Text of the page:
An aim implies an orderly and ordered activity, one in which the order consists in the progressive completing of a process.

~ Dewey, J. (2007). Aims in Education. Democracy and education (p. 79).

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Hechinger Report | Math education at home and abroad

An interesting article about teaching Maths around the world. The Indian example is missing (for obvious reasons), but it has a few interesting facts on how Maths is taught in the US.

“But if the key to high math achievement isn’t a particular pedagogical approach, what is the answer? William Schmidt, an expert on math education at Michigan State University, has identified three issues: the coherence and depth of the curriculum, the quality of assessments and the content knowledge of teachers.” (Via Hechinger Report | Math education at home and abroad)

It is interesting to note that many in India are advocating against the rigour of teaching that has pervaded the Indian education system for a while now. Perhaps it is worthwhile to see, if we are trying to fix something that has worked for us.

The First Day…

…so to speak, for my Masters course at IGNOU.

Before I talk about the experience at IGNOU’s Mumbai Regional Centre, I must say something. I have been generally tracking the stuff that IGNOU has been doing and I have an immense respect for the organisation. There will be many posts in this category that will be critical of the processes, experiences as a student, and of the organisation in general. This however, is not to negate or belittle the effort of all the folks at IGNOU.

It is hopefully a form of feedback to IGNOU, at worst, a pure statement of what I experienced.

Back to the first day, or rather Day -2. I call up the Regional Centre, for two days, before I do get through. I say that I was told that we would get the course material by July 15th, and it’s three weeks since, and we haven’t received any intimation regarding the I-card or the course material. I am told by the quite polite lady on the other side, that the material has arrived, and we could pick up the material if we want to. I ask her, if they will be posting it to me, as was planned and expected. She acknowledges, but isn’t willing to commit the time, when it would be dispatched.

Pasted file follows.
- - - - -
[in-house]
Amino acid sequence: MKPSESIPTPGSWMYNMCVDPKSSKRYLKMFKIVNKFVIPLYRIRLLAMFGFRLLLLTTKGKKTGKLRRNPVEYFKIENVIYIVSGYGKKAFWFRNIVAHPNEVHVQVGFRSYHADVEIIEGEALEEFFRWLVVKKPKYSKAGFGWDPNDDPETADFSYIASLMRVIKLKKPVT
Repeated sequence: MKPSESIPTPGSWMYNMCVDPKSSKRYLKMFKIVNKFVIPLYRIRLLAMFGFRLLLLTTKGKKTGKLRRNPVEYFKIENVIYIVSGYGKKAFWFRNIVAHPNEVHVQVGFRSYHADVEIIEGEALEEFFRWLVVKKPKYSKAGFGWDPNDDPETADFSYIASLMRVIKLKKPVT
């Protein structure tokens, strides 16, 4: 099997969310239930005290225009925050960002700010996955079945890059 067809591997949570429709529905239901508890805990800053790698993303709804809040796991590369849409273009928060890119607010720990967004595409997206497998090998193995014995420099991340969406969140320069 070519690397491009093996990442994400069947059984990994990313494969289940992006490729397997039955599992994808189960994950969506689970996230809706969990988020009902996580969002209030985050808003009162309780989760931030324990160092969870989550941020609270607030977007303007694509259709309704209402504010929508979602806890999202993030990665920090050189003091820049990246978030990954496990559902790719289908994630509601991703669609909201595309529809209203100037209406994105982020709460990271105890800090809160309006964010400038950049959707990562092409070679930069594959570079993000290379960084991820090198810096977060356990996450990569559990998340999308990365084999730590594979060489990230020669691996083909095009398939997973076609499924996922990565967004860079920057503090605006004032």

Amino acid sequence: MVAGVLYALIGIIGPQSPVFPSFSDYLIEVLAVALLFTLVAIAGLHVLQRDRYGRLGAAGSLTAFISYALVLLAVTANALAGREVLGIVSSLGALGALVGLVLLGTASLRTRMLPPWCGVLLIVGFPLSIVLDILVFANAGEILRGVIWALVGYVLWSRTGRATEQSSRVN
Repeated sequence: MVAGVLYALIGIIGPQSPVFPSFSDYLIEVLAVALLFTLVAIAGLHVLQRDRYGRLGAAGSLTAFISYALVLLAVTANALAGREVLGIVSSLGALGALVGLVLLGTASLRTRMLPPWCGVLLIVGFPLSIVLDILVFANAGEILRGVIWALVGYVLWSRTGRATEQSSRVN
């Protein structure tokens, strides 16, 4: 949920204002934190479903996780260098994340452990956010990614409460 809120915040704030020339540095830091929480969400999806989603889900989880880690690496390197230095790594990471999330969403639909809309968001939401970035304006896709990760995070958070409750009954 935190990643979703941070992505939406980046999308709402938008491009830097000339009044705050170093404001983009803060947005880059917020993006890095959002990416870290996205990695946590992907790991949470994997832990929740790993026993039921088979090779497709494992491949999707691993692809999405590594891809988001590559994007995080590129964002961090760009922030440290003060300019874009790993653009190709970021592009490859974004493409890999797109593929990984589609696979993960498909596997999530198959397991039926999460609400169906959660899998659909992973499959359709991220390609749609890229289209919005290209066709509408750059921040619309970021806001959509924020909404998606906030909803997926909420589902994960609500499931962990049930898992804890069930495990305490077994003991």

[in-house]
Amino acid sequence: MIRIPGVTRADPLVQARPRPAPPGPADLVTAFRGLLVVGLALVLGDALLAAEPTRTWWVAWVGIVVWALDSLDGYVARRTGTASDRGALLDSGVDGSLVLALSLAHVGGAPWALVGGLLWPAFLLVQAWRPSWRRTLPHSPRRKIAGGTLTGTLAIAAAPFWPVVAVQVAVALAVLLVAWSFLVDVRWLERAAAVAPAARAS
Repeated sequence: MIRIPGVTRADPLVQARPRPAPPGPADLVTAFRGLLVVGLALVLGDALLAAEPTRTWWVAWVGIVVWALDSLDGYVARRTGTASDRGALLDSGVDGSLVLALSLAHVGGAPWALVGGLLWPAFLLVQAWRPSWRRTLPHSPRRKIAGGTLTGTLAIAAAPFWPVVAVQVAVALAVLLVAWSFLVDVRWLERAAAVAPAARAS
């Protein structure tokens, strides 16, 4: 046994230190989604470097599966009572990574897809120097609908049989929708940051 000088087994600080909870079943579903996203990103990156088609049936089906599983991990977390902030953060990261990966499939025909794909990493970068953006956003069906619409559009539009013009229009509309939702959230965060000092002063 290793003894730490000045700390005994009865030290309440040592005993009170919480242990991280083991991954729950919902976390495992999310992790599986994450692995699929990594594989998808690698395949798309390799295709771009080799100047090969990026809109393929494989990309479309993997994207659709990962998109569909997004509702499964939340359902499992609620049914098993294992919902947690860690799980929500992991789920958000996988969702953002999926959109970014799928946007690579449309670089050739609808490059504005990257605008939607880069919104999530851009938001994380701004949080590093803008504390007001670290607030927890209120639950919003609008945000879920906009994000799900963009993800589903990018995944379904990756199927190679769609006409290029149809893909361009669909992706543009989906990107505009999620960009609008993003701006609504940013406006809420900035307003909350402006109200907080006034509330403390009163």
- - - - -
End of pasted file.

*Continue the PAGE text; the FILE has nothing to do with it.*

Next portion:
I have no idea of the schedule of either the contact centres or the exam dates, so I decide to collect the material myself. I am warned, that I will have to come in person to collect the I-Card and the course material. If I’d like someone else to pick up the material for me, I’ll have to issue an authority letter; but for the I-Card, no go. I need to be present.

IGNOU Course Material

I went today, and collected my I-Card and the course material. The entire material for the year is handed to me, about 25 slim journal-like books. Exam schedule will be sent to me I am told. When I ask about the schedule of the contact classes, I am redirected to speak with the Study Centre, a couple of suburbs away. No contact number given there. I’ll have to search for it, it seems. I relate all this to a typical government office function. But I also see the level that overwhelms them. There are about six-seven staff members (it’s not crowded), dwarfed by the material that surrounds them.

Having been exposed to and implemented process improvements at my workplace, I wonder what stops such an organisation from implementing some basic improvements. I am nearing disgust at the lack of information and the vagueness of the replies.

I look back at the heap of manual labour that these folks have to implement. I ask my disgust to disappear. I cannot be an audience to this, I am now a part of the system, I tell myself, as a stamp smudges my photo on the I-Card, and is handed over to me.

I’ll have to look at all this in a different way.